It was quite a day when I finally discovered the benefits of whole spices. For much of my adult life, I kept jars and packets of ground spices on my shelf, letting them sit there for months, even years, while they slowly lost their flavor. I do not remember the exact moment, but at some point while cooking and following recipes, I came upon a suggestion for using a coffee grinder to freshly grind whole spices when I need them. Done. The scent of fresh ground spices is amazing. Although I still have some ground spices in my pantry, I try my best to keep whole spices around because the flavor does not compare.
Steeping whole spices in cream is a match made in heaven. The scents and oils in the spices are released and latch onto the butterfat, filling each scoop with intense flavor. For my scoop this week, I used whole coriander seeds to flavor the ice cream base. The scent is somewhat citrusy and very different from the cilantro leaves that grow from the seeds. A couple months ago when blackberries were in season, I made a sauce and stuck it in the freezer for later use in ice cream. Jeni's ice cream stores make a Coriander Raspberry flavor (one of my favorite), so I thought blackberry would be a good alternative for this scoop. Fresh, tart, and sweet. Enjoy!
Recipe made using ice cream base technique from Jeni's Splendid Ice Creams at Home
I think the best way to crush the coriander seeds is to place them in a heavy-duty bag and crack them with a heavy object, like a rolling pin. You could also use a mortar and pestle, but don't crush too much.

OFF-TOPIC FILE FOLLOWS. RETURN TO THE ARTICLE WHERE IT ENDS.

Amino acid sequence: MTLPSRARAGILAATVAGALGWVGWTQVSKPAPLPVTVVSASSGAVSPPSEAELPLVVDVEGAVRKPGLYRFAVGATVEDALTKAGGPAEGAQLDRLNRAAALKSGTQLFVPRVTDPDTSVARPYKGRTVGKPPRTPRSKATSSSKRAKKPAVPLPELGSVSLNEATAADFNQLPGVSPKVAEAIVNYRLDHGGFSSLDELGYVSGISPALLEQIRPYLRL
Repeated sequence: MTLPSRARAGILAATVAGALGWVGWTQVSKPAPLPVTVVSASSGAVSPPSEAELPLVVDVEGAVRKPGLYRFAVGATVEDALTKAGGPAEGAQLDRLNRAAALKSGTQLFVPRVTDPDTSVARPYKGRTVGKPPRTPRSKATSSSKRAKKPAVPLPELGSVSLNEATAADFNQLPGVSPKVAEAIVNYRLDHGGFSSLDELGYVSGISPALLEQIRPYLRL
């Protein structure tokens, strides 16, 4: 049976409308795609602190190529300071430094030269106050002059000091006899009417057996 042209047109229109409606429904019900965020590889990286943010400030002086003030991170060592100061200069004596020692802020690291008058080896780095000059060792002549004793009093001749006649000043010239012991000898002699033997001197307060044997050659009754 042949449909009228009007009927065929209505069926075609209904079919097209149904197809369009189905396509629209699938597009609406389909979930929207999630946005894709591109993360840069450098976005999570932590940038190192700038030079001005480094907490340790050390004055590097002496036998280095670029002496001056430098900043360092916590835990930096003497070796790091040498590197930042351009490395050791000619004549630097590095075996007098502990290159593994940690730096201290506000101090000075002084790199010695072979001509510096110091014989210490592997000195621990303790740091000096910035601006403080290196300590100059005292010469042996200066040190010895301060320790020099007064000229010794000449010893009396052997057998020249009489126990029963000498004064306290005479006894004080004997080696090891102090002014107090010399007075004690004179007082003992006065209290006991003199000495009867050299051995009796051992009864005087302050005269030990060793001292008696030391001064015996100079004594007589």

2 cups whole milk
1 ¼ cups heavy cream
2/3 cup cane sugar
1/8 cup light corn syrup
1 1/2 Tablespoons crushed coriander seeds
1 Tablespoon plus 1 teaspoon cornstarch
1 ½ oz. cream cheese, softened
1/8 teaspoon kosher salt
1/4 to 1/2 cup blackberry sauce (see below)
Warm 1 cup milk, sugar, corn syrup, cream, and coriander seeds in a medium saucepan. Once warm (do not boil) remove from heat, cover and let steep at room temperature for one hour. When steeping is almost complete, fill a large bowl with ice water. In a small bowl, mix 2 Tablespoons of the milk with the cornstarch. In a medium bowl, whisk the cream cheese and salt until smooth.
After steeping is complete, add remaining milk and begin rewarming over medium heat. Bring milk mixture to a boil. Cook over moderate heat for about 4 minutes to remove some moisture.
Remove from heat and off heat gradually whisk in the cornstarch mixture. Return to a boil and cook over moderately high heat until the mixture is slightly thickened (draw a line on a spoon), about 1 minute. Gradually pour the hot milk mixture through a sieve into the cream cheese and whisk until smooth. Pour into a gallon bag, seal tightly, and set baggie in the ice water bath, cover with some ice, and let stand until cold, about 20 minutes or longer.
Once ice cream base is chilled, pour ice cream base into an ice cream maker and freeze according to the manufacturer’s instructions. Spoon a layer of blackberry sauce (see below) into a container and lightly spoon a layer of ice cream on top. Continue to alternate layers of sauce and ice cream until the container is full; drizzle a little more sauce on top. Do not swirl with a spoon.
Press a sheet of plastic wrap directly onto the surface of the ice cream (to prevent ice crystals) and close with an airtight lid. Freeze until firm, at least 4 hours.
Makes about 1 cup sauce
Sauce can be prepared in advance and frozen until ready to use.
2 cups blackberries, fresh or frozen
1 cup sugar
Place both ingredients in a small saucepan over medium heat. Stir occasionally. Berries will soon begin to release their juice, keep stirring to combine juice and sugar. Simmer until sugar is dissolved and most juice has been released from berries, about 8 minutes. Cool completely before adding to ice cream.